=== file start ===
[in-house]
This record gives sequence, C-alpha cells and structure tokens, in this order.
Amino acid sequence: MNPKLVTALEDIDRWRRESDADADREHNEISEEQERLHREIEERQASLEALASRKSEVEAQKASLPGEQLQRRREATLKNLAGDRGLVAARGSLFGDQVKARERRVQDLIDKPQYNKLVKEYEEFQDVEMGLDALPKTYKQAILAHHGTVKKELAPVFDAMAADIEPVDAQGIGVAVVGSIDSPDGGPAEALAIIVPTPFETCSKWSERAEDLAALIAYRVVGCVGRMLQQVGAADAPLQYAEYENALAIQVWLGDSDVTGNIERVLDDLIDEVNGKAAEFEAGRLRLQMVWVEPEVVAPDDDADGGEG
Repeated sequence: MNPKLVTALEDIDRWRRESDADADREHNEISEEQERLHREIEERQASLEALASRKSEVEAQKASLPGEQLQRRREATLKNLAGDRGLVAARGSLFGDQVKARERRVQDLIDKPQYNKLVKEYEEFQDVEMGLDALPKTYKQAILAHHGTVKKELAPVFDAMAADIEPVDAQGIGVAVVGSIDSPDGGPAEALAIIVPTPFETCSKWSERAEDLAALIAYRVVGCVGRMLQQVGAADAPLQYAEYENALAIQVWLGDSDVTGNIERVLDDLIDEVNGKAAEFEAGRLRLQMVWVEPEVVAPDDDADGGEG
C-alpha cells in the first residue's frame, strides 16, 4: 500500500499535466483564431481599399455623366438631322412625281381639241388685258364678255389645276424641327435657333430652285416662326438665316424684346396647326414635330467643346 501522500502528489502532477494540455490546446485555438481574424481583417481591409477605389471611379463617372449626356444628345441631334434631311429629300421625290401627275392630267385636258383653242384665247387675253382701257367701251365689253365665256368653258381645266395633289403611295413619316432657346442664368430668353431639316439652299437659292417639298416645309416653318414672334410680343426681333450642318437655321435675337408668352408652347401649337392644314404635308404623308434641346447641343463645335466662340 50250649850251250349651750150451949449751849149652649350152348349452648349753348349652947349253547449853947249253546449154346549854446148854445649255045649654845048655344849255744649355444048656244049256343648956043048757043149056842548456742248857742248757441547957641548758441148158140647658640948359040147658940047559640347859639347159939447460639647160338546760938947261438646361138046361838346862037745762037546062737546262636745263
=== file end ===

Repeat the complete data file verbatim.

[in-house]
This record gives sequence, C-alpha cells and structure tokens, in this order.
Amino acid sequence: MNPKLVTALEDIDRWRRESDADADREHNEISEEQERLHREIEERQASLEALASRKSEVEAQKASLPGEQLQRRREATLKNLAGDRGLVAARGSLFGDQVKARERRVQDLIDKPQYNKLVKEYEEFQDVEMGLDALPKTYKQAILAHHGTVKKELAPVFDAMAADIEPVDAQGIGVAVVGSIDSPDGGPAEALAIIVPTPFETCSKWSERAEDLAALIAYRVVGCVGRMLQQVGAADAPLQYAEYENALAIQVWLGDSDVTGNIERVLDDLIDEVNGKAAEFEAGRLRLQMVWVEPEVVAPDDDADGGEG
Repeated sequence: MNPKLVTALEDIDRWRRESDADADREHNEISEEQERLHREIEERQASLEALASRKSEVEAQKASLPGEQLQRRREATLKNLAGDRGLVAARGSLFGDQVKARERRVQDLIDKPQYNKLVKEYEEFQDVEMGLDALPKTYKQAILAHHGTVKKELAPVFDAMAADIEPVDAQGIGVAVVGSIDSPDGGPAEALAIIVPTPFETCSKWSERAEDLAALIAYRVVGCVGRMLQQVGAADAPLQYAEYENALAIQVWLGDSDVTGNIERVLDDLIDEVNGKAAEFEAGRLRLQMVWVEPEVVAPDDDADGGEG
C-alpha cells in the first residue's frame, strides 16, 4: 500500500499535466483564431481599399455623366438631322412625281381639241388685258364678255389645276424641327435657333430652285416662326438665316424684346396647326414635330467643346 501522500502528489502532477494540455490546446485555438481574424481583417481591409477605389471611379463617372449626356444628345441631334434631311429629300421625290401627275392630267385636258383653242384665247387675253382701257367701251365689253365665256368653258381645266395633289403611295413619316432657346442664368430668353431639316439652299437659292417639298416645309416653318414672334410680343426681333450642318437655321435675337408668352408652347401649337392644314404635308404623308434641346447641343463645335466662340 50250649850251250349651750150451949449751849149652649350152348349452648349753348349652947349253547449853947249253546449154346549854446148854445649255045649654845048655344849255744649355444048656244049256343648956043048757043149056842548456742248857742248757441547957641548758441148158140647658640948359040147658940047559640347859639347159939447460639647160338546760938947261438646361138046361838346862037745762037546062737546262636745263